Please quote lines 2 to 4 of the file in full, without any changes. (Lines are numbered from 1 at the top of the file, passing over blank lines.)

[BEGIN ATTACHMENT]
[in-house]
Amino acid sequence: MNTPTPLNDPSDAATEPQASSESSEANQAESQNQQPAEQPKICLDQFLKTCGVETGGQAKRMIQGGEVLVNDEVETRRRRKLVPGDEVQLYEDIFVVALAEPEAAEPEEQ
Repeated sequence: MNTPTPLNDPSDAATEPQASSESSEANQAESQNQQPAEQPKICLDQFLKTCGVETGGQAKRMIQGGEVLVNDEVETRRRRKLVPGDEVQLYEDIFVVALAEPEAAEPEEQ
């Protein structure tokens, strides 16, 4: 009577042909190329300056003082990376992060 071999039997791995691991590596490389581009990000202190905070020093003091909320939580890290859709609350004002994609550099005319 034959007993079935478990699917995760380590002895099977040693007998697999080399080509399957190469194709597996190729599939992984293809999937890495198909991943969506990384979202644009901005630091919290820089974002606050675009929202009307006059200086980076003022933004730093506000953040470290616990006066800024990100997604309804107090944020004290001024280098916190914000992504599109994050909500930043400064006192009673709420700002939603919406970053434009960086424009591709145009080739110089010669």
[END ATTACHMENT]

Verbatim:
Amino acid sequence: MNTPTPLNDPSDAATEPQASSESSEANQAESQNQQPAEQPKICLDQFLKTCGVETGGQAKRMIQGGEVLVNDEVETRRRRKLVPGDEVQLYEDIFVVALAEPEAAEPEEQ
Repeated sequence: MNTPTPLNDPSDAATEPQASSESSEANQAESQNQQPAEQPKICLDQFLKTCGVETGGQAKRMIQGGEVLVNDEVETRRRRKLVPGDEVQLYEDIFVVALAEPEAAEPEEQ
């Protein structure tokens, strides 16, 4: 009577042909190329300056003082990376992060 071999039997791995691991590596490389581009990000202190905070020093003091909320939580890290859709609350004002994609550099005319 034959007993079935478990699917995760380590002895099977040693007998697999080399080509399957190469194709597996190729599939992984293809999937890495198909991943969506990384979202644009901005630091919290820089974002606050675009929202009307006059200086980076003022933004730093506000953040470290616990006066800024990100997604309804107090944020004290001024280098916190914000992504599109994050909500930043400064006192009673709420700002939603919406970053434009960086424009591709145009080739110089010669």